- Herrera, José. "El Fondo para el Fomento de las Artesanías". In Sales Heredia, Francisco J. Las Artesanías en México: Situación actual y retos. Mexico City: Centro de Estudios Sociales y de Opinión Pública. pp. 61–65. ISBN 978 607 7919 54 4.
- Sol Vazquez (April 16, 2010). "Anuncia Fonart permanencia de principales concursos de artesanía" [FONART announces the first crafts competitions]. La Jornada Guerrero (in Spanish) (Guerrero). Retrieved June 9, 2010.
- "Premian Sedeco y Fonart a ganadoras del Sexto Concurso Regional de Hilado y Tejido del Huipil 2010" [SEDECO and FONART award prices to the winners of the 6th Regional Weaving and Embroidery of Huipils Competition 2010] (Press release) (in Spanish). State of Guerrero. June 1, 2010. Retrieved June 9, 2010.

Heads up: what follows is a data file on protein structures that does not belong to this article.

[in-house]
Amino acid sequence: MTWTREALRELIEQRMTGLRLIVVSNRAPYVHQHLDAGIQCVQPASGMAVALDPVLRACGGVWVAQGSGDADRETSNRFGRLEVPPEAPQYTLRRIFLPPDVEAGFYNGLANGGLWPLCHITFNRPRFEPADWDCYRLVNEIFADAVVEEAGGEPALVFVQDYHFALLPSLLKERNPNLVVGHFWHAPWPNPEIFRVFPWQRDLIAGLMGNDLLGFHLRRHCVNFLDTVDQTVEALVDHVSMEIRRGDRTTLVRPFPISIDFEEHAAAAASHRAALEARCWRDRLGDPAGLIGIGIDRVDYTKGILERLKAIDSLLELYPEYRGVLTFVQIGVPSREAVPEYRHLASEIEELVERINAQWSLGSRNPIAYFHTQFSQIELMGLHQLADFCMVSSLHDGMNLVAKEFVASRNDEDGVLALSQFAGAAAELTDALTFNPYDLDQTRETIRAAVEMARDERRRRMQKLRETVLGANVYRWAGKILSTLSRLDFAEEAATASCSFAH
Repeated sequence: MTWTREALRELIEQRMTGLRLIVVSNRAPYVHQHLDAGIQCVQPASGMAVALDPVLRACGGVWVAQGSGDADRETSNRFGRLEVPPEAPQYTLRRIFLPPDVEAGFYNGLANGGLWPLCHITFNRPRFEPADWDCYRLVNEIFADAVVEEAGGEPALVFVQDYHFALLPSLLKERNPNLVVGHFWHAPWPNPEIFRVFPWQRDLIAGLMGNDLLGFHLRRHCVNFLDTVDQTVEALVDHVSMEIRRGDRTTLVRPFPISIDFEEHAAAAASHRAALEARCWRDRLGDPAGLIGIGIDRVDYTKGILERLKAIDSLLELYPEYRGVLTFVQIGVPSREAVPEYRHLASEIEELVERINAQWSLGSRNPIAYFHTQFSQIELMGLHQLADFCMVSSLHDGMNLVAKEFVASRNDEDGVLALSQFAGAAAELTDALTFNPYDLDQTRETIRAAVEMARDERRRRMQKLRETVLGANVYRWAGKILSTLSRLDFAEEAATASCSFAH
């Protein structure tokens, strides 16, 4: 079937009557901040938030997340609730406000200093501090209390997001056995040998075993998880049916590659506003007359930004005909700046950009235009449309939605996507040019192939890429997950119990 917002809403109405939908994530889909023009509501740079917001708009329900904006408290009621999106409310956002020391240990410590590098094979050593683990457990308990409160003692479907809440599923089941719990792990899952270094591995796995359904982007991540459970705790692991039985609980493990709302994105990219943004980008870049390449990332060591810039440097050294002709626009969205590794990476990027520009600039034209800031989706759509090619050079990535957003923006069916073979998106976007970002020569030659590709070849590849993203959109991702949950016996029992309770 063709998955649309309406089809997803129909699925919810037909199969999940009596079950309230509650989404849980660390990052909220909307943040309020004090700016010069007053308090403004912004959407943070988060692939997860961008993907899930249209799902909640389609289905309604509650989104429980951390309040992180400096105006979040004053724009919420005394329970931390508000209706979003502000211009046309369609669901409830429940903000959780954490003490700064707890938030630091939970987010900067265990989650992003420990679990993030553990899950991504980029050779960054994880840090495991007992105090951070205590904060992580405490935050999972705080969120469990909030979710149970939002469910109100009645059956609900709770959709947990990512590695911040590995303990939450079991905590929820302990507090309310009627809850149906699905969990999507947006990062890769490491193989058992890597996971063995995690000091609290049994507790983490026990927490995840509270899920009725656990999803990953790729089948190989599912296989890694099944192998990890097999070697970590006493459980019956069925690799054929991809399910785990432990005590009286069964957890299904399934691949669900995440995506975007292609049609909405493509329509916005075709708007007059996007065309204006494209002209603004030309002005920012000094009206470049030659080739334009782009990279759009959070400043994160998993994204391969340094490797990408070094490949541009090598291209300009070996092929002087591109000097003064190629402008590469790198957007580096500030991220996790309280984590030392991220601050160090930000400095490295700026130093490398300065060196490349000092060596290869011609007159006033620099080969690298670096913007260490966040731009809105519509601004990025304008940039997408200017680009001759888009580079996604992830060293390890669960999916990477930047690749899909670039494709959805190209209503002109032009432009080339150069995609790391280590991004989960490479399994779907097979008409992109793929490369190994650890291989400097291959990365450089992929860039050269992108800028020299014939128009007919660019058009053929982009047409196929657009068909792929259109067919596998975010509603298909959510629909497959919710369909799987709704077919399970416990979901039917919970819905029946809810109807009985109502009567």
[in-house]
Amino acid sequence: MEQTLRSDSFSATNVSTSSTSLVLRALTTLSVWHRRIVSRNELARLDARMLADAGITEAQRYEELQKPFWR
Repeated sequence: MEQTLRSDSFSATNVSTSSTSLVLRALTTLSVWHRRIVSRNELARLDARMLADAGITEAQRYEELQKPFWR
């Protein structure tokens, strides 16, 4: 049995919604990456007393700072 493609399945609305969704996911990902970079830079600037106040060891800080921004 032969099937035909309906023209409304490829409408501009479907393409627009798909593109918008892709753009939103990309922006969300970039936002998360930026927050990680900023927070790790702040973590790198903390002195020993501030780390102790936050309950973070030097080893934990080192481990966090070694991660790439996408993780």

- "FONART stores". Mexico: FONART. Retrieved June 9, 2010.
- Gloria Carpio (May 19, 2010). "El TSJDF y el Fonart inauguran la Exposición "2010, Bicentenario de la Independencia de México y Centenario de la Revolución Mexicana" [TSJDF and FONART inaugurate the 2010, Bicentennial of the Independence of Mexico and Centennial of the Mexican Revolution exposition]. Diario Imagen (in Spanish) (Mexico City). Retrieved June 9, 2010.